Given Trump’s close margin in Arizona in 2016, Democrats will be devoting plenty of resources to Arizona in the 2020 presidential race, making that year’s Senate contest even more likely to be one of the election’s marquee races, said Kyle Kondik, managing editor of Larry Sabato’s Crystal Ball election forecast at the University of Virginia.

“You would think this would be a competitive Senate race and the state will be competitive at the presidential level as well,” he said.

Complex Legacy

McCain leaves behind a complex legacy in Arizona. Although he was elected to six terms representing the state in the Senate, he’s fallen out of favor with Republicans there partly due to his stance on immigration, his biting criticism of Trump and his vote that doomed his party’s attempt to roll back Obamacare.

In a farewell statement from McCain read by a family spokesman on Monday, he indirectly criticized Trump’s proposed border wall with Mexico and more broadly faulted the current state of politics. He told Americans not to “despair of our present difficulties but believe always in the promise and greatness of America.”

“We confuse our patriotism with tribal rivalries that have sown resentment and hatred and violence in all the corners of the globe,” he said. “We weaken it when we hide behind walls, rather than tear them down.”

A CBS News poll in June found that 62 percent of Arizona Democrats him favorably, while only 20 percent of Republicans did.

Grant Woods, a former Arizona attorney general who also served as McCain’s chief of staff, said that even though McCain easily won re-election in the state, the hard-core activists in the party “were generally not supportive of Senator McCain and haven’t been for a long time.”

“They didn’t like the fact that he regularly worked with people across party lines,” Woods said Monday on Bloomberg Radio.

That division likely will be on Ducey’s mind in making the appointment. Ducey is a “business-minded governor” who who probably won’t be inclined to pick a hard-line conservative replacement for McCain, Duffy said.

Still, Ducey will be on the November ballot and he won’t want to anger conservatives in the party base with his choice, Duffy said. He could make an unconventional pick, perhaps someone in the business community, she added.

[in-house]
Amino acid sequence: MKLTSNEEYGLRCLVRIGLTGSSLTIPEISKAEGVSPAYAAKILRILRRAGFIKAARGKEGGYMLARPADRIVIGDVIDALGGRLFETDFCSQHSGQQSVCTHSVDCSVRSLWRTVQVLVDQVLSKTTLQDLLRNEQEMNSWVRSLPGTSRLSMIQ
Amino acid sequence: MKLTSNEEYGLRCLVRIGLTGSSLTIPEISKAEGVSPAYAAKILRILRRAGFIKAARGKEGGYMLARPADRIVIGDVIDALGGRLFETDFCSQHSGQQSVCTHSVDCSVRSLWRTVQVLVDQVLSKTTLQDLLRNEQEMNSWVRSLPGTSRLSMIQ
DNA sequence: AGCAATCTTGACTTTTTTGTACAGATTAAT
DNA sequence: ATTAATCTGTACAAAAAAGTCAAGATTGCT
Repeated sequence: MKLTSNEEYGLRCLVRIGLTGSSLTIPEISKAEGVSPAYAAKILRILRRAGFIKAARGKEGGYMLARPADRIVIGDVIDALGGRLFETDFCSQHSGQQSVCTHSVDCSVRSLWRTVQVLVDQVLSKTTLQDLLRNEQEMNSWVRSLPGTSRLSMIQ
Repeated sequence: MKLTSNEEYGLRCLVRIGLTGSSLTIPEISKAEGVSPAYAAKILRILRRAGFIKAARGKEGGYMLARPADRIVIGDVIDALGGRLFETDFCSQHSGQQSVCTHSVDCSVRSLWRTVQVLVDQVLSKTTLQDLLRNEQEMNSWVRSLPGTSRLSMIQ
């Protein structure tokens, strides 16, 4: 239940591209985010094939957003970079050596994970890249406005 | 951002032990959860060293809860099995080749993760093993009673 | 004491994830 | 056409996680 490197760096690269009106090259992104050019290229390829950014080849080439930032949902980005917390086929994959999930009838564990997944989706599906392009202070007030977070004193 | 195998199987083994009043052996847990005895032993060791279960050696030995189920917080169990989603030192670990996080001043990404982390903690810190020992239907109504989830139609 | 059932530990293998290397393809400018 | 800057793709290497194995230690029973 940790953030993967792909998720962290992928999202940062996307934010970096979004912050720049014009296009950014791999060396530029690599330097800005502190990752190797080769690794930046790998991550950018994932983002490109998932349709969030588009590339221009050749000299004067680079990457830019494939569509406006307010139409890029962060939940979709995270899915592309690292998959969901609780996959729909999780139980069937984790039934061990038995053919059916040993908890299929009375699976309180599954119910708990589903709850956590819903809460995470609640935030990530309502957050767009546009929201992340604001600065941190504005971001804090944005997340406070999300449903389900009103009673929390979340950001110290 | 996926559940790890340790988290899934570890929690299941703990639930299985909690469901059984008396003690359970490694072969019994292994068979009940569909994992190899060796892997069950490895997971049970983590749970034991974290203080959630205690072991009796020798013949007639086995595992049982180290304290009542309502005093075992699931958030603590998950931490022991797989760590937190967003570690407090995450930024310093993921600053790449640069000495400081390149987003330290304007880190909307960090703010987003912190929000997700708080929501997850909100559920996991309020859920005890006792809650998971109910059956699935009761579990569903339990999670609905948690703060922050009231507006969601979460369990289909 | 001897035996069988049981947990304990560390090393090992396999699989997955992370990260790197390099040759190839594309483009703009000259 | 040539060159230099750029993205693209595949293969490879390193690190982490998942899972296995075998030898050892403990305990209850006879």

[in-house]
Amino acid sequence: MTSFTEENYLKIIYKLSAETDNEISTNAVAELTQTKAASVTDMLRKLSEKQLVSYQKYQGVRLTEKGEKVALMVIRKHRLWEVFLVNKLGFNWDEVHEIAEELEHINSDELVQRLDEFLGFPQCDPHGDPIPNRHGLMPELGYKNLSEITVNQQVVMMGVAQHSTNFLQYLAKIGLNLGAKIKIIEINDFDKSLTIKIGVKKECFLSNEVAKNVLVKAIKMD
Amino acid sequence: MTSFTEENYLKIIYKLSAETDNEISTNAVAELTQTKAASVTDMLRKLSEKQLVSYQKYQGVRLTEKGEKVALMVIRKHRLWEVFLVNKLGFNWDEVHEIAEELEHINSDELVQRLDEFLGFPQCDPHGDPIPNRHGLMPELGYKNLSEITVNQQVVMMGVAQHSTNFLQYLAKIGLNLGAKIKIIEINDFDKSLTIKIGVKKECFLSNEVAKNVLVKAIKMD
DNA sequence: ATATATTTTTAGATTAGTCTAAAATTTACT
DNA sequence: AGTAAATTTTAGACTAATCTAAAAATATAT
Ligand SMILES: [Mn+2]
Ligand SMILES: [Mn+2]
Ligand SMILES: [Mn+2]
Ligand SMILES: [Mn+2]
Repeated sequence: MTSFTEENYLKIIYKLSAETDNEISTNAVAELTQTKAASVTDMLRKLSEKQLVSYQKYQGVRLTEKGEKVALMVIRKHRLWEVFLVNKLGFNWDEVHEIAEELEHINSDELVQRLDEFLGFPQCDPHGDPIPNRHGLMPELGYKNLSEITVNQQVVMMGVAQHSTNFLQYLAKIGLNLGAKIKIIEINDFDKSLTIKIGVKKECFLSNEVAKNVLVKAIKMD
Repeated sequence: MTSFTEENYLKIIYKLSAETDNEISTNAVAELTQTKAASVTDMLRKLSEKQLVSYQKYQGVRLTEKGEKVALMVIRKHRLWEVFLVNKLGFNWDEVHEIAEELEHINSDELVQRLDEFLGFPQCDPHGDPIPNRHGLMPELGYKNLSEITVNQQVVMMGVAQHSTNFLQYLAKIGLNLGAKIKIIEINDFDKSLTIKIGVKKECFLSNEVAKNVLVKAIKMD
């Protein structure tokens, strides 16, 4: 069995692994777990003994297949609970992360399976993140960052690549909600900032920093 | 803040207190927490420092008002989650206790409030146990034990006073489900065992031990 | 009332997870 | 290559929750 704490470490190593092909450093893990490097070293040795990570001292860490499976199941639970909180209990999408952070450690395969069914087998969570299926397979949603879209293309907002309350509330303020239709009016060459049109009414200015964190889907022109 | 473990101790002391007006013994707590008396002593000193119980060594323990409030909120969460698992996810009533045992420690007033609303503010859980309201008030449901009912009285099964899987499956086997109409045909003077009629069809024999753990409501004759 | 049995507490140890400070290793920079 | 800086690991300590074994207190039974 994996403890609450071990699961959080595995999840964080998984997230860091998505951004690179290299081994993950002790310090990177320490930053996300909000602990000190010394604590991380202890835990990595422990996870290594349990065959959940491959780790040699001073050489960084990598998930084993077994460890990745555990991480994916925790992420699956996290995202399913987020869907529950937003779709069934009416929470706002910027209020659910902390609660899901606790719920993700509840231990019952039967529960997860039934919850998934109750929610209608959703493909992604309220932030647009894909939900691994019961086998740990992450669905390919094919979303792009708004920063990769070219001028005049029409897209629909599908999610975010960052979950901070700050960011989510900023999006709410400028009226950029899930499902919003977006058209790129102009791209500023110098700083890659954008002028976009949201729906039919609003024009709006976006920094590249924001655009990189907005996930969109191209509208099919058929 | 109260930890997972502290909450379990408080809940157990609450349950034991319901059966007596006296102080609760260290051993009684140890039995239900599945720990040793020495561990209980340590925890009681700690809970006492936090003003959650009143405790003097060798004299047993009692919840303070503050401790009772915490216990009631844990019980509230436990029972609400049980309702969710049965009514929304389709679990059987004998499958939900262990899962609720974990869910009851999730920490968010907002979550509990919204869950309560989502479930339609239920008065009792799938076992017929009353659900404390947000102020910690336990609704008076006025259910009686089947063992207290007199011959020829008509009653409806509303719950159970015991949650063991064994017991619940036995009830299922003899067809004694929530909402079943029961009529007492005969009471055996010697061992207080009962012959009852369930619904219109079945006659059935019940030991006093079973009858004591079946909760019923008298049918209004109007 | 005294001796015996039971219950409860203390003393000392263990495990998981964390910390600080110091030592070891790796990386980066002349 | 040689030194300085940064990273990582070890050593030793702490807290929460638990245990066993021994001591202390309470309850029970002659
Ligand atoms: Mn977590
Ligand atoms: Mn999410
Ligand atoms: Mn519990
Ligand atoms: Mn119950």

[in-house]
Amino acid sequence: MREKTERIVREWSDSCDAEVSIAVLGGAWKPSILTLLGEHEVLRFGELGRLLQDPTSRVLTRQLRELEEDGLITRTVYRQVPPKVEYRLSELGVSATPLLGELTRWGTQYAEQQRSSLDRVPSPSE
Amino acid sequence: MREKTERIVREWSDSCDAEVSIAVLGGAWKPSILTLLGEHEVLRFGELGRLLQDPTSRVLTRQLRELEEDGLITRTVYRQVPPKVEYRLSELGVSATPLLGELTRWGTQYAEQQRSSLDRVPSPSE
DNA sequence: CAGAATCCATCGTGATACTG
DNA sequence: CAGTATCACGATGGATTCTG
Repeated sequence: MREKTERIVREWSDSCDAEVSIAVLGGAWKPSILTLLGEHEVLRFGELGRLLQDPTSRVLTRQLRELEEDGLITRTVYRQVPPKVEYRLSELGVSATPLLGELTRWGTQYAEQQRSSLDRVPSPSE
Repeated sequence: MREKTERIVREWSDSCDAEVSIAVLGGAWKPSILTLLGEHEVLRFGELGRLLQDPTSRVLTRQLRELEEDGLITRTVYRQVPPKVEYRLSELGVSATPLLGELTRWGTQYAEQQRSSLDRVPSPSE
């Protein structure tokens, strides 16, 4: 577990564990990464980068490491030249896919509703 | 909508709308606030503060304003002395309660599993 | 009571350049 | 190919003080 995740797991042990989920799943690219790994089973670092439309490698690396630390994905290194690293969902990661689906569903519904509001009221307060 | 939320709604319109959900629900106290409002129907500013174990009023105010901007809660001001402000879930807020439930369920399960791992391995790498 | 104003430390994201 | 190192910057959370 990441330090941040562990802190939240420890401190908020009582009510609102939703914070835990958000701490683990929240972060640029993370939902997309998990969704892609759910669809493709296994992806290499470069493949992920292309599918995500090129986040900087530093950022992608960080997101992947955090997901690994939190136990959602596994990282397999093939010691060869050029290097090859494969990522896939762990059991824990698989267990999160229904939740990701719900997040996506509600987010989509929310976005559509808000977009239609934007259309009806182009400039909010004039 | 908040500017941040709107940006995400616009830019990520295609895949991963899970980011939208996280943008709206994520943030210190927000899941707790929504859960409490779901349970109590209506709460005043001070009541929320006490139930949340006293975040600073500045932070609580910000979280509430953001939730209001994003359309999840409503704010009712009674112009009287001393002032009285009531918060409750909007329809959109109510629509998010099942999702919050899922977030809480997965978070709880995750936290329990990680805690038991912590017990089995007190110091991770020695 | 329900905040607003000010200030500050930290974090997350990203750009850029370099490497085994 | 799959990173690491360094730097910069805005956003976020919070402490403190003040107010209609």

Ducey is sure to get pressure from GOP leaders in the capital. Since McCain left Washington in December, the party was left with a one-vote majority in the Senate. Confirmation hearings for Trump’s Supreme Court nominee, Brett Kavanaugh, are due to begin next week and Senate Majority Leader Mitch McConnell has very little cushion when the nomination comes to a vote on the Senate floor later in the month or in early October.

In the meantime, Arizona voters will be casting ballots in primaries for House, Senate and state offices on Tuesday -- and the GOP Senate primary illustrates the tensions within the party. Republican Senator Jeff Flake, who ran afoul of conservatives for his criticism of Trump and stances on issues such as immigration, is retiring rather than seeking another term.

The front-runner in the Republican race is Representative Martha McSally. She is being challenged from the right by former state senator Kelli Ward, who ran against McCain in the 2016 GOP primary -- and by former Maricopa County Sheriff Joe Arpaio, known for his tough crackdown on illegal immigration, who was convicted of criminal contempt of court but pardoned by Trump last year.

The leading Democrat is Representative Kyrsten Sinema. Both Cook and Sabato’s Crystal Ball rate that race as a tossup. If Sinema wins the 2018 race, that will demonstrate the potential for Democrats to seize the other Senate seat in 2020, Kondik said.

“This is a good pickup opportunity this year and you would expect it to be a competitive race in 2020,” he added.

©2018 Bloomberg L.P.